Every first and third Wednesday of the month, Yahoo! MusicScene shines the spotlight on talented, up-and-coming Singaporean bands or musicians. This week, we catch up with singer-songwriter Inch Chua, who is small in size, but big in vocal and musical talent.
Putting her money where her mouth is, the diminutive siren has all three of her albums — 2 EPs and 1 full-length one titled Wallflower — listed on her website, www.inchchua.com as free downloads.
"I believe music is meant to be shared. The only thing that should cost is the production and, since it's such a normal thing for me, I don't see why I should be paid for it," she explained.
"In the current context of society, it doesn't make any more sense to make CDs. For every 10 CDs bought online, there's probably another 10,000 free versions downloaded — legally or illegally.
Chua explained to Yahoo! Singapore that musicians these days don't rely on albums sales as their main source of income.
In her words, "over 80 per cent of the profits from big-name musicians come from live shows and merchandising" — a revenue model she fully subscribes to.
She herself gets by every month by doing live gigs, both locally and abroad, as well as corporate gigs. Occasionally, she indulges herself by playing a small, intimate indie gig, which is where her roots lie.
"I wouldn't say I'm living in luxury, but I'm getting by and enjoying every moment. And I'm more than happy to do what I'm doing," said Chua, who turns 22 next Wednesday.
Not bad for a musician who picked up her first guitar two-and-a-half years back and who only started seriously performing less than five years ago.
Describing her music as "self-indulgent" and a "synergy of emotions, which is more personal", her musical influences — which range from early pop classics, oldies and jazz to alternative rock — manifest themselves in everything from introspective acoustic indie tunes to upbeat electronica.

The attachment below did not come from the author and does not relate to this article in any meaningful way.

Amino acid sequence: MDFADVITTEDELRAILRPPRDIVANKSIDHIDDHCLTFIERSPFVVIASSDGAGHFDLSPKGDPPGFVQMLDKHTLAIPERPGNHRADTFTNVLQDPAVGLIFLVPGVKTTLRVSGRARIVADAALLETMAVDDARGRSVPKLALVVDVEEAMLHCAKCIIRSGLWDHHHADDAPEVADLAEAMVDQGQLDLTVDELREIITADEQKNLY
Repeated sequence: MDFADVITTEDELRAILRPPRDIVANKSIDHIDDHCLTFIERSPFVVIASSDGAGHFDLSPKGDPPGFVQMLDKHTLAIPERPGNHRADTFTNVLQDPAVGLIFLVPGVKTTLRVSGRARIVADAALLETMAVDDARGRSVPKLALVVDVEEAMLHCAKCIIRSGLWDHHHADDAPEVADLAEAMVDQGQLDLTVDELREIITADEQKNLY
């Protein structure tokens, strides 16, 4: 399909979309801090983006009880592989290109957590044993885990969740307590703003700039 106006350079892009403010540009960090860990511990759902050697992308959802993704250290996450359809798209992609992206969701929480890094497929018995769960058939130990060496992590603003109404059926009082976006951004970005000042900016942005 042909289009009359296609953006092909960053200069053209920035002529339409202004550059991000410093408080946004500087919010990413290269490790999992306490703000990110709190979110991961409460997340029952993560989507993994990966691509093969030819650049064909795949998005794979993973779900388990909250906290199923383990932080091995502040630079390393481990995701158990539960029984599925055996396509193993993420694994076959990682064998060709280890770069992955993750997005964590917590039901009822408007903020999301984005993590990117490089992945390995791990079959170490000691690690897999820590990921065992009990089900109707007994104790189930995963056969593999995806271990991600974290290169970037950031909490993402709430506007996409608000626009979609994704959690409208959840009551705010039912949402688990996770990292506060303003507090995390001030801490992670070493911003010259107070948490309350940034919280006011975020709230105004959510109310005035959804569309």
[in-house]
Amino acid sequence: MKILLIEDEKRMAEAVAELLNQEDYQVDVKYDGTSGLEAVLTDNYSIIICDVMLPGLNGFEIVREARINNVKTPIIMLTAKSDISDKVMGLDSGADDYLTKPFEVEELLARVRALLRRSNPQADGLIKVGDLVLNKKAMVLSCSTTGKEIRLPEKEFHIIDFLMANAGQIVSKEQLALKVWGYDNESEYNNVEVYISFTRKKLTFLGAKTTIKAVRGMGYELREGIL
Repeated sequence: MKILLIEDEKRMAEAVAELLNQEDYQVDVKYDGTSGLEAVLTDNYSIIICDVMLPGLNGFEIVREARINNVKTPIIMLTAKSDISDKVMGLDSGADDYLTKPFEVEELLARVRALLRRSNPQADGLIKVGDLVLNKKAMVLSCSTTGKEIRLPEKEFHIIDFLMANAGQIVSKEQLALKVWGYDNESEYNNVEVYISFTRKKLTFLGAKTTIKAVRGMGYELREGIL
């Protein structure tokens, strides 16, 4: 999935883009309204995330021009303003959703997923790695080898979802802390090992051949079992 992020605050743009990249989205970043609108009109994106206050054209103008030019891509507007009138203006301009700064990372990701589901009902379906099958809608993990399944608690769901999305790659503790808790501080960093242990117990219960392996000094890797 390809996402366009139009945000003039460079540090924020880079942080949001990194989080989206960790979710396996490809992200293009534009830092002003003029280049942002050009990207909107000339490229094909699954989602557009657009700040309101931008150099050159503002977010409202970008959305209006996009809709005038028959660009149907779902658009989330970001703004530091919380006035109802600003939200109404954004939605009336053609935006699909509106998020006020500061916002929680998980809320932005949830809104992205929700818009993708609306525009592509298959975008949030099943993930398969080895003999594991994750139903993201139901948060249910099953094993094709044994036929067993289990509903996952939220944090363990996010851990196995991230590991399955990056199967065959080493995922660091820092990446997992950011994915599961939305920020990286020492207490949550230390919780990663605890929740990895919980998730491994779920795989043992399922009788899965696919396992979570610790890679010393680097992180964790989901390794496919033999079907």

"I think talent's overrated. Like all things in life, it's a lot more hard work," said the talented composer and multi-instrumentalist, who taught herself to play the keyboard and produces all her songs herself, including her creative videos on YouTube.
While some musicians sing cover version of hit songs on the local club circuit to make a name for themselves, Chua has decided to take the much more harder route of performing only original songs.
"I always do originals. If I were to play a cover, it's a cover I feel like playing and I don't take requests. No disrespect to cover bands, but I don't feel any accomplishment doing covers. It's just not the route for me," said Chua.
Currently pursuing a solo career due to her band Allura's hiatus due to the time commitments of her bandmates (some are serving National Service), she candidly lamented that performing alone can get rather boring.
But the organisers of the famed South by Southwest (SXSW) music festival in Texas — a massive gig that features over 2,000 performers over a four-day period in March — found her music anything but boring as she became the first solo Singapore artiste to ever be invited to perform.